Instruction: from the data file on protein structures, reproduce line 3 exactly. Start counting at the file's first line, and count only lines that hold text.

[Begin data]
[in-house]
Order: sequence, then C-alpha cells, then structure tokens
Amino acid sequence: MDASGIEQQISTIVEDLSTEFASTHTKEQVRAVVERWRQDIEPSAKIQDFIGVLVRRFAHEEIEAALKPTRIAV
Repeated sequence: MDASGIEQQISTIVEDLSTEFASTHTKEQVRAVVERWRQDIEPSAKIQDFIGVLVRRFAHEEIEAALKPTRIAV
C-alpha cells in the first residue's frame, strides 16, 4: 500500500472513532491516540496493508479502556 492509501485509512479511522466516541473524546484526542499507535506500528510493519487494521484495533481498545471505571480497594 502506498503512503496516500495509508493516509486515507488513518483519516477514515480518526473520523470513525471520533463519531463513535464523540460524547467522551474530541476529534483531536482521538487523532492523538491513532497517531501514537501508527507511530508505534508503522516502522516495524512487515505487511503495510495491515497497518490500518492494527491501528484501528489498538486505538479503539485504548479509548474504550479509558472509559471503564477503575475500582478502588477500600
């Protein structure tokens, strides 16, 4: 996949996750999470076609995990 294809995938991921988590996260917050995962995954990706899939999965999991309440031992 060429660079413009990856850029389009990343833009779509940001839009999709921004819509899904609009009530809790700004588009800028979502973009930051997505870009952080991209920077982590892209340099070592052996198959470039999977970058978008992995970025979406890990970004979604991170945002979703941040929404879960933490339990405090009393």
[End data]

Amino acid sequence: MDASGIEQQISTIVEDLSTEFASTHTKEQVRAVVERWRQDIEPSAKIQDFIGVLVRRFAHEEIEAALKPTRIAV